Armari Magnetar X200 4.5GHz 28c WS review: The world’s fastest workstation?

Thanks to 28 overclocked Xeon cores, Armari’s X200 is the fastest single-socket workstation we’ve ever tested – by some margin

IT Pro Verdict

The X200 showcases what Intel processors can do when given a no-holds-barred platform to run on, with the fastest single-socket performance we’ve seen and oodles of GPU compute grunt on tap too.


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    Fastest CPU performance we’ve seen; Unbeatable 3D rendering; Invincible video encoding; Bespoke custom-design chassis built for dependable speed; Huge amounts of GPU compute ability


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    Expensive; Very heavy; Needs two power connections; Consumer graphics not ideal for CAD

Intel may have conceded a lot of the recent headlines to AMD's increasingly competitive Ryzen, Threadripper and EPYC processors, but there's still plenty of fight in the old blue dog yet. Armari's X200 is a custom system made to order that is designed to get the very best out of what Intel has to offer for the workstation user. Inside this gargantuan system - the heaviest PC we've had in the labs - sits a super-powerful 28-core Intel Xeon processor. And that's not all this behemoth has to offer.

Armari Magnetar X200 4.5GHz 28c WS review: Processor and Memory

The Xeon in question is the Skylake-SP-generation W-3175X, which on its own would set you back nearly three grand. It doesn't have quite as many cores as the AMD Threadripper 2990WX, but it's not far off - 28, giving 56 virtual cores with Intel Hyper-Threading. The frequencies are also a little higher than AMD's flagship Threadripper. Nominally the W-3175X is a 3.1GHz processor, but up to two cores can run at 4.3GHz, and all 28 at up to 3.8GHz. These frequencies drop in AVX2 mode, and even further with AVX512.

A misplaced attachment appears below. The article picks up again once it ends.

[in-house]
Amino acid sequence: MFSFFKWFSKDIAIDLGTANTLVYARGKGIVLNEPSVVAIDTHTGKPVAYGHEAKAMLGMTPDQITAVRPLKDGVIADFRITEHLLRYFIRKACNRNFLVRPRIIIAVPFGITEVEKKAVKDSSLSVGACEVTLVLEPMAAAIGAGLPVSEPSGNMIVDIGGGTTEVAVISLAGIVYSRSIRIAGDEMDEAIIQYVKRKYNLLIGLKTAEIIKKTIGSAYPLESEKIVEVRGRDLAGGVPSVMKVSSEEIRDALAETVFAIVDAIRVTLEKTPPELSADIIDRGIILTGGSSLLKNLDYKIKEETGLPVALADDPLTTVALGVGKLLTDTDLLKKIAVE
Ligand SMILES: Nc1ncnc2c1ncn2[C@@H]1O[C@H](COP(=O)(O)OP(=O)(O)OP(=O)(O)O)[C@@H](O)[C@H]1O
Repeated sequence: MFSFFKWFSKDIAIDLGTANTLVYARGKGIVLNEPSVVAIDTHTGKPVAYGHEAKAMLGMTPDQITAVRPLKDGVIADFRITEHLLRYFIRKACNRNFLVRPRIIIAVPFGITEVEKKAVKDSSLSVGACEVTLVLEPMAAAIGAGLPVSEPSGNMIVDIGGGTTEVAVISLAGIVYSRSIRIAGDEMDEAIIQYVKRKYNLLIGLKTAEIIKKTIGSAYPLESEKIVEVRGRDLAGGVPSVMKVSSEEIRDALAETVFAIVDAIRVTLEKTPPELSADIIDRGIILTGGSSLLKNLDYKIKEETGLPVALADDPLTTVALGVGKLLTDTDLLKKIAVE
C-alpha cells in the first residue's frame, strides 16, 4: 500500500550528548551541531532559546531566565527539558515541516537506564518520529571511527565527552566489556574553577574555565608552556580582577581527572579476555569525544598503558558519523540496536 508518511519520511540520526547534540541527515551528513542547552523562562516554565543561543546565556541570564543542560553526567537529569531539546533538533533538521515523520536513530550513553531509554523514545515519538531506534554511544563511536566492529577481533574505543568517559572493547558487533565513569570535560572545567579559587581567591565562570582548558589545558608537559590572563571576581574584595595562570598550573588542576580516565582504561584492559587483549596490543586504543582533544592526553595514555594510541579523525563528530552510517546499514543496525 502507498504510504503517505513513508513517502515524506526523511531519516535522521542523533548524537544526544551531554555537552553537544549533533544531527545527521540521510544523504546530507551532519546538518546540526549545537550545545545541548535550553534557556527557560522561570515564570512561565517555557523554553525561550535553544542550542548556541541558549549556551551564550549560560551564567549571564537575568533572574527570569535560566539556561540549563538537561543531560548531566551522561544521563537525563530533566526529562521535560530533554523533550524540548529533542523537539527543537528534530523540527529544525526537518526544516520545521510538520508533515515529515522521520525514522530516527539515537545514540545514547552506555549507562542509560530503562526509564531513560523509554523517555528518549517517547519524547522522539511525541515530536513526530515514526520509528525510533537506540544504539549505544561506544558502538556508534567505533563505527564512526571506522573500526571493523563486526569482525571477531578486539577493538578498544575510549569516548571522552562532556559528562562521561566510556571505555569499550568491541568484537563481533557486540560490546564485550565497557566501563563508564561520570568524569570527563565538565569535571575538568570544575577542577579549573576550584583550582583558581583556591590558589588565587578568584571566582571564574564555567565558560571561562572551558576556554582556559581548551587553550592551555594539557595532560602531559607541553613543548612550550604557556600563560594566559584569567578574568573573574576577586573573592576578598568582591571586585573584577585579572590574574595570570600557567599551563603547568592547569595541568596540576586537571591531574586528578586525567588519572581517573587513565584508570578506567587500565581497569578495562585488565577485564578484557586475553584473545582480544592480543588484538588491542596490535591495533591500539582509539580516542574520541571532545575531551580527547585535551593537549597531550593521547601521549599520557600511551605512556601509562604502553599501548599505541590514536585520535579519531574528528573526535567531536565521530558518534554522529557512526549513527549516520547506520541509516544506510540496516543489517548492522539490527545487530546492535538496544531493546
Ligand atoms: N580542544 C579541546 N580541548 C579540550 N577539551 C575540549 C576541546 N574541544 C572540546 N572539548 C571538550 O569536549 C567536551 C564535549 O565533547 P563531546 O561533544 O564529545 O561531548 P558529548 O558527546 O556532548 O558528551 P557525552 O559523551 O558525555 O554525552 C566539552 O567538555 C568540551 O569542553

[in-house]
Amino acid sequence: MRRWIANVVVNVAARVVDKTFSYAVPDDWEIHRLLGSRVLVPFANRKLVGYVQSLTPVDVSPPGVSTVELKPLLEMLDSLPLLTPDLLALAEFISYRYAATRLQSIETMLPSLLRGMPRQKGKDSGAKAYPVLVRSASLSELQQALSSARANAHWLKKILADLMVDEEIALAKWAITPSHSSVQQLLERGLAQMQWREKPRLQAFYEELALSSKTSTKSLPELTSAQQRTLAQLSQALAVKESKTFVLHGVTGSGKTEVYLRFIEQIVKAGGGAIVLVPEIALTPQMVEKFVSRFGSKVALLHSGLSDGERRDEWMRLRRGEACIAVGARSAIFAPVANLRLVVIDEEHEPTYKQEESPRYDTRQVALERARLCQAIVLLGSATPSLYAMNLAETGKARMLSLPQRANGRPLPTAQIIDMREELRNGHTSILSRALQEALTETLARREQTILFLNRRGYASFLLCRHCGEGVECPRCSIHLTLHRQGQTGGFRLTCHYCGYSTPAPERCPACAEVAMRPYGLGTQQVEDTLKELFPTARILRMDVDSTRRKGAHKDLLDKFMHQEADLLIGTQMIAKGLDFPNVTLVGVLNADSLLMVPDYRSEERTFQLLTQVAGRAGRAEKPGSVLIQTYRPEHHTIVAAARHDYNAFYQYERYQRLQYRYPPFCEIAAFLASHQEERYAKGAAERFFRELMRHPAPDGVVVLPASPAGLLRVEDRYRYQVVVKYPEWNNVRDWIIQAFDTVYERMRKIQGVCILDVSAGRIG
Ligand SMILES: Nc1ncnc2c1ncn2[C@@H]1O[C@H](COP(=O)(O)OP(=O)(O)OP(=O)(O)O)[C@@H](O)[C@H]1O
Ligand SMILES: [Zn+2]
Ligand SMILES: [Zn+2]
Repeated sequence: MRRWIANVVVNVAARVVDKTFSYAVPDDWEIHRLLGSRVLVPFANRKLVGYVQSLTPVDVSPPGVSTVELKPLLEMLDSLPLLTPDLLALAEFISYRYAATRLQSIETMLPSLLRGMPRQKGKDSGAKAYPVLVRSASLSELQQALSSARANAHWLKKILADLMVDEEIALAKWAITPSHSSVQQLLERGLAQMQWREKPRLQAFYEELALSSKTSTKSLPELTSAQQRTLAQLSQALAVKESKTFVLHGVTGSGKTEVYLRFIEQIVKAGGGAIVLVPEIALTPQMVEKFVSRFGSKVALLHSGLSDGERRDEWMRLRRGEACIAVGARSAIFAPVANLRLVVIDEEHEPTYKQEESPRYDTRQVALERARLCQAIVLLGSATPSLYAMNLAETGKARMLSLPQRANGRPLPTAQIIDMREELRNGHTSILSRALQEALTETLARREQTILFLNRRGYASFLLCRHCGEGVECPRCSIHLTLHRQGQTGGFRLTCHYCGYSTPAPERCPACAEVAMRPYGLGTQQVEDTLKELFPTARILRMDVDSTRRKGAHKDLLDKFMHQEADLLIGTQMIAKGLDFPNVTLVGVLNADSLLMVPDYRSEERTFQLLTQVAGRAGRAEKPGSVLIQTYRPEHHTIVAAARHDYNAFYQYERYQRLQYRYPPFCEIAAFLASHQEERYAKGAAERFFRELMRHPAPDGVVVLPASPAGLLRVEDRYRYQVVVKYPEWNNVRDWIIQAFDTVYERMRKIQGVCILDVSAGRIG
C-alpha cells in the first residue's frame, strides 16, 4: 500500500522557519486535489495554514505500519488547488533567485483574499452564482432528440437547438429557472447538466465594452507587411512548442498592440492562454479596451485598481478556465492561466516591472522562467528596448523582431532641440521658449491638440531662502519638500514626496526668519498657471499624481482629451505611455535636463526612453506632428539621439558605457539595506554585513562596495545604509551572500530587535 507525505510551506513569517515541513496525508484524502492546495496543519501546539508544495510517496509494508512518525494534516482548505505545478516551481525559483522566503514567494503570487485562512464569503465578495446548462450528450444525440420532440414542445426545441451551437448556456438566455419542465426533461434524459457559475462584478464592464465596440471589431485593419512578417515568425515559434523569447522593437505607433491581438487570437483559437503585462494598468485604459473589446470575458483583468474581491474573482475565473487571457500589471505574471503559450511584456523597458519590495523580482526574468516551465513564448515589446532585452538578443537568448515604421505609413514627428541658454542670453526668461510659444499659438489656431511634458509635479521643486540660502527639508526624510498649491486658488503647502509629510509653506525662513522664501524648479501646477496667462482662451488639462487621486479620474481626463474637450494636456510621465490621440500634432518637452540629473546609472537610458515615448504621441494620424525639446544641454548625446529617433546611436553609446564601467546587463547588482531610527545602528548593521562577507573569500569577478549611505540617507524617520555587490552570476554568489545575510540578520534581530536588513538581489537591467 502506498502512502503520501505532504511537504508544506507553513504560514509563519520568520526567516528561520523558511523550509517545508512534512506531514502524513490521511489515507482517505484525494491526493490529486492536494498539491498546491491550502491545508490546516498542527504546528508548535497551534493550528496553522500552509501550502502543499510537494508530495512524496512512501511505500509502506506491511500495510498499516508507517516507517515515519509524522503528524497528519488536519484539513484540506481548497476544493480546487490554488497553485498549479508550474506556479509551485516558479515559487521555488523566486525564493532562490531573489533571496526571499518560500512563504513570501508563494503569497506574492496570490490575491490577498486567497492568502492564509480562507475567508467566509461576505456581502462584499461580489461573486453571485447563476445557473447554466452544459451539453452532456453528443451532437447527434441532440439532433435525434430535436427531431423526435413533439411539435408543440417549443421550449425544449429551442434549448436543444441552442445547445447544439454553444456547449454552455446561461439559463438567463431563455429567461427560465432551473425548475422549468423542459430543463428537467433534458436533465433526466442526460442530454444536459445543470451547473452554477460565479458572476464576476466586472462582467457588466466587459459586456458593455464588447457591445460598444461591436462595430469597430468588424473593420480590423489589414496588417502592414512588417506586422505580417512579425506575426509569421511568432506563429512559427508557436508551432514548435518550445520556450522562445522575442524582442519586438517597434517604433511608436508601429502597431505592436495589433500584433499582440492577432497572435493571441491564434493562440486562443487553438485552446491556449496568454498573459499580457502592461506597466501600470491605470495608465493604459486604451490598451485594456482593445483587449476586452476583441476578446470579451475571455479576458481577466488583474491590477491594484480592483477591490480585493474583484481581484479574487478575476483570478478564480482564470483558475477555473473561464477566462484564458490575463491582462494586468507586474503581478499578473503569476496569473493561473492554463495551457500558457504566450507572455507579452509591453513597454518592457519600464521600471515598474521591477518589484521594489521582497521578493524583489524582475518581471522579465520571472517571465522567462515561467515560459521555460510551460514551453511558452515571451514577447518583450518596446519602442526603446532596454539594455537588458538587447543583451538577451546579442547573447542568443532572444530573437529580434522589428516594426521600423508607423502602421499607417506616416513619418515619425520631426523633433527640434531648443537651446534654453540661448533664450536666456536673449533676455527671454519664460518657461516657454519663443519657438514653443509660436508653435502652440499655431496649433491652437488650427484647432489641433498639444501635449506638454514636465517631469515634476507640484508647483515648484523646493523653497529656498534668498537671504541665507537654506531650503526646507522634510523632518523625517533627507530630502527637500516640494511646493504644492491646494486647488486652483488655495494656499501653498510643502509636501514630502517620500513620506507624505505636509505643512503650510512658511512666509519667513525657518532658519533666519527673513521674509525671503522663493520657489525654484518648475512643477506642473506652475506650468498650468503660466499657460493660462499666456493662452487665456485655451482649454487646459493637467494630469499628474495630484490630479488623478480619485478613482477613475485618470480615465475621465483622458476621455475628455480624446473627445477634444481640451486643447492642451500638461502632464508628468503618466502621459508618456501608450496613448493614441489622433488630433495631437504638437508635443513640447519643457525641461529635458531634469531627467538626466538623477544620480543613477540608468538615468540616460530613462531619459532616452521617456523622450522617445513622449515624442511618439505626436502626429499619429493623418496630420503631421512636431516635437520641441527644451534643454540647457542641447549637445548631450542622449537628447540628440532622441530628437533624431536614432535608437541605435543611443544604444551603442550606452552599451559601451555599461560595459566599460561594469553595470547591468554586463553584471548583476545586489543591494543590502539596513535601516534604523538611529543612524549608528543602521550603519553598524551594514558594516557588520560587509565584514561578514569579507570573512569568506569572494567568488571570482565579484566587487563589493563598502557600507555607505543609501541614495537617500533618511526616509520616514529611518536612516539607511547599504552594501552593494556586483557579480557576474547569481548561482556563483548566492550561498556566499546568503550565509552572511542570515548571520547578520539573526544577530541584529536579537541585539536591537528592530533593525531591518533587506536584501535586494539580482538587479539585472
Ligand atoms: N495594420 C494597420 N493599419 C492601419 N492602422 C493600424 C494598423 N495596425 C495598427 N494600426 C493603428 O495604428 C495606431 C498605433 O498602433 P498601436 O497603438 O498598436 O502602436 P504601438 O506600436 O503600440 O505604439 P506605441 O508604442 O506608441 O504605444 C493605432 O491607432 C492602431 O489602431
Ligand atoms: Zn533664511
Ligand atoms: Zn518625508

However, although this processor is rated for a TDP of 255W, Armari has chosen to build it into a system with much more water-cooling potency than this would require, hence the huge X200 chassis. The upshot of the extra cooling is that more of the W-3175X's potential can be unlocked. Armari has set it up so that all 28 cores can run at 4.5GHz, eight can run at 4.6GHz, and four at 4.7GHz. This should provide a big performance hike in every kind of application. Again, these figures drop in AVX2 and AVX512 modes.

Alongside the 28 cores, Armari has given the X200 a sizeable 96GB of 3,200MHz DDR4 SDRAM. This may seem like an odd quantity, but the figure is tied to the fact that the Xeon processor has a six-channel memory controller, so you have to add memory in sextets rather than pairs, quads, or (in the case of AMD's EPYC) octets. As a result, the ASUS ROG DOMINUS EXTREME motherboard is populated with six 16GB DIMMs, leaving six of its 12 slots free for upgrade. You would need to populate all six with identical DIMMs to maintain six-channel memory performance, however.

Armari Magnetar X200 4.5GHz 28c WS review: Graphics acceleration

To go with the potent CPU choice, Armari has chosen to equip the X200 with not one but two graphics cards. However, this system is aimed more at GPU compute than 3D modelling, so the two cards are both consumer-grade NVIDIA GeForce RTX 2080 Ti accelerators. Nevertheless, these cards are the current fastest available. Each one has a huge 4,352 CUDA cores, running at a base 1,350MHz with a 1,545MHz boost.

The two cards also have 11GB of 1,750Mzh GDDR6 memory each on a 352-bit bus. The end result is 616GB/sec of frame buffer bandwidth, which is about the fastest currently on the market. Although these are consumer cards, they should still provide superb performance with most professional applications, and the amount of GPU compute power here will be enormous.

Armari Magnetar X200 4.5GHz 28c WS review: Storage

Armari's storage choice is unusual and Intel-focused. The main boot drive is an Intel Optane 905P 480GB U.2 SSD, and there's a 4TB Western Digital Ultrastar DC HC300 conventional 7,200rpm hard disk for more general capacity. But the latter has a trick up its sleeve in the shape of a 64GB Intel Optane M15 NVMe drive that is set up as a cache for the hard disk. The end result is performance that has a few surprises.